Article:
Objective: The purpose of this study is to test the efficacy of ultrarapidly infused vs rapidly infused intravenous (IV) hydration in pediatric patients with acute gastroenteritis and moderate dehydration. Methods: Patients 3 to 36 months, with vomiting and/or diarrhea and moderate dehydration, were eligible. Subjects were randomly assigned "ultra" (50 mL/kg normal saline for 1 hour) vs "standard" (50 mL/kg normal saline for 3 hours) after failing an oral fluid challenge. Subjects were weighed and had serum electrolyte testing, and urine was obtained before/after IV hydration. Input/output and vital signs were tabulated hourly during the study. Subjects were discharged after fulfilling specified criteria. A follow-up questionnaire was completed 24 hours after discharge. Comparison data included success and timing of rehydration, number of patients who returned and/or were admitted, output during the rehydration period, laboratory differences, and serious complications. Results: Eighty-eight of 92 subjects completed the study: 45 ultra and 43 standard. Four patients failed treatment (1 ultra and 3 standard), were hospitalized, and excluded from the study. Groups were similar regarding sex, days of symptoms, episodes of vomiting/diarrhea before treatment, capillary refill time, tears, and vital signs and laboratory results. No subject had evidence of serious complications. Ninety-one percent of subjects completed the follow-up questionnaire. Seven ultra and 6 standard subjects returned. Six ultra subjects received oral fluid, one received IV fluid, and all were discharged. Five standard subjects received oral fluid, one received IV fluid, and all were discharged. Conclusion: Based on this pilot study, ultrarapid hydration for 1 hour preliminarily appears to be an efficacious alternative to standard rapid hydration for 3 hours and improves emergency department throughput time.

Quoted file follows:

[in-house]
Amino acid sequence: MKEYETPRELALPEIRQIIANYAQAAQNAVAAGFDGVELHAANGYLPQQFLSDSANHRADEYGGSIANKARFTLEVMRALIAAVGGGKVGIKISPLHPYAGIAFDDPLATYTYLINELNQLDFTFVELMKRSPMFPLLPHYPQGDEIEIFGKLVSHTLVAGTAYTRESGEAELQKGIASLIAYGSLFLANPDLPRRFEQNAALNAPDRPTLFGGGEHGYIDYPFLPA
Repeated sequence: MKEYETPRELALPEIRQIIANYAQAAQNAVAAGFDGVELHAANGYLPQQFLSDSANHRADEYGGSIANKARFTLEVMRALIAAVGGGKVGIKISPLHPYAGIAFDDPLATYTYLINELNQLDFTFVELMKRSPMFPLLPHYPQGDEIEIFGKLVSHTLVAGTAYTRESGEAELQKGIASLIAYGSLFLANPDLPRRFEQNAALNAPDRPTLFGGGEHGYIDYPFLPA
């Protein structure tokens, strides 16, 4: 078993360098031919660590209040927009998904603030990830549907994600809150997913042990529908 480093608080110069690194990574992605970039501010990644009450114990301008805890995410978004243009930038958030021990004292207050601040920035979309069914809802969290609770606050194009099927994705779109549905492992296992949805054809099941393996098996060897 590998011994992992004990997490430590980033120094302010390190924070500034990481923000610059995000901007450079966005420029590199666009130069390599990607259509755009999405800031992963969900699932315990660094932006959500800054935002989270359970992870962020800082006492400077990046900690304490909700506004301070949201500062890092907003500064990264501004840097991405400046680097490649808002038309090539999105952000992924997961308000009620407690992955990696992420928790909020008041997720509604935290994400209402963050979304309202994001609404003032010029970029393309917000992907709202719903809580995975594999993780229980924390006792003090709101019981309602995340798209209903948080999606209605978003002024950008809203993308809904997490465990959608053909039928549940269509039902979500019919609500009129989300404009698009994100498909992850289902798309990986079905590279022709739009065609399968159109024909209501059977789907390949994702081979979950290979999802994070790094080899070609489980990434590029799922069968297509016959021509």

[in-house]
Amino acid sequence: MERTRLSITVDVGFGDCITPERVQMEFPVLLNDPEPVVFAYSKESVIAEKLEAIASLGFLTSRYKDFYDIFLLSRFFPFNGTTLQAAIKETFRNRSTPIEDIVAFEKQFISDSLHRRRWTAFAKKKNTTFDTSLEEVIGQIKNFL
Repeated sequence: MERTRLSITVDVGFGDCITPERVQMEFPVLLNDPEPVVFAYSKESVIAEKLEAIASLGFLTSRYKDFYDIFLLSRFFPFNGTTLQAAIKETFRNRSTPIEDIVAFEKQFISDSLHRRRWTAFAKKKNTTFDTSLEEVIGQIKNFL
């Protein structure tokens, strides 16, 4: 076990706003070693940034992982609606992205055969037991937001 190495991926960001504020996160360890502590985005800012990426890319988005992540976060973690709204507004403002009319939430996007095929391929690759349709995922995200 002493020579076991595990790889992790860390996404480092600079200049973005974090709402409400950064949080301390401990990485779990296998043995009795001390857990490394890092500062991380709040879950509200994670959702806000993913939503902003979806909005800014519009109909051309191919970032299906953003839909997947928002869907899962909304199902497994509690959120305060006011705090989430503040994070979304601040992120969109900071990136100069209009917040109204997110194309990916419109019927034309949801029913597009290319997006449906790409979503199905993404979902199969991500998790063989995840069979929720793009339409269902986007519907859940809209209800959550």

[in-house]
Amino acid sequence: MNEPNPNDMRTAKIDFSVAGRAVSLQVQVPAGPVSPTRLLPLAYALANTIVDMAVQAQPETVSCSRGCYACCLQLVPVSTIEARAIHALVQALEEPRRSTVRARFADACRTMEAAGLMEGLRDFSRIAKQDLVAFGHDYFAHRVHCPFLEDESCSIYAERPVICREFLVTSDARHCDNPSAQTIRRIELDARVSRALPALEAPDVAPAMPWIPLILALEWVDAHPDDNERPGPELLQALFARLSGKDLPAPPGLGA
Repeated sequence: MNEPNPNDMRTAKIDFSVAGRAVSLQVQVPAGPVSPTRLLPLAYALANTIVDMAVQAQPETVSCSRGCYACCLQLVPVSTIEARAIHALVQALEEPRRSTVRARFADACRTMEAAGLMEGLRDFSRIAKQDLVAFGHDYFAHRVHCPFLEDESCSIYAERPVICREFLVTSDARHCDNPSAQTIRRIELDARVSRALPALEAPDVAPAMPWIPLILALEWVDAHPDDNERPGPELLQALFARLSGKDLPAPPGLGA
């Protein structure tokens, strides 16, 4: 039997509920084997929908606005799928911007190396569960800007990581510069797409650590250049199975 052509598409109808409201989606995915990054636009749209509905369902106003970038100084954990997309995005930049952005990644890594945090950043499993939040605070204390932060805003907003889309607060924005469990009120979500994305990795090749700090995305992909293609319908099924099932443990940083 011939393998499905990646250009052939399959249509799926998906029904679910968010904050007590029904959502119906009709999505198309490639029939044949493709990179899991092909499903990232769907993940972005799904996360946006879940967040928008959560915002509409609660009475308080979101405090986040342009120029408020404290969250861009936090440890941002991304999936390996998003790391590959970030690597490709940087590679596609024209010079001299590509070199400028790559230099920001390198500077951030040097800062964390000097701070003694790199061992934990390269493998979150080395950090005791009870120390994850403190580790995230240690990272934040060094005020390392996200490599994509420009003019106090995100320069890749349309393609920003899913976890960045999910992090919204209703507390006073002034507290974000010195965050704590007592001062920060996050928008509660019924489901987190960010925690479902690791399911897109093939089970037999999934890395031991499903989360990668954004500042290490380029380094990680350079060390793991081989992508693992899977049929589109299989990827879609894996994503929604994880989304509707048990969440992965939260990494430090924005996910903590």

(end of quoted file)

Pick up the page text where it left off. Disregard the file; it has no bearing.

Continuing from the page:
ASJC Scopus subject areas
- Emergency Medicine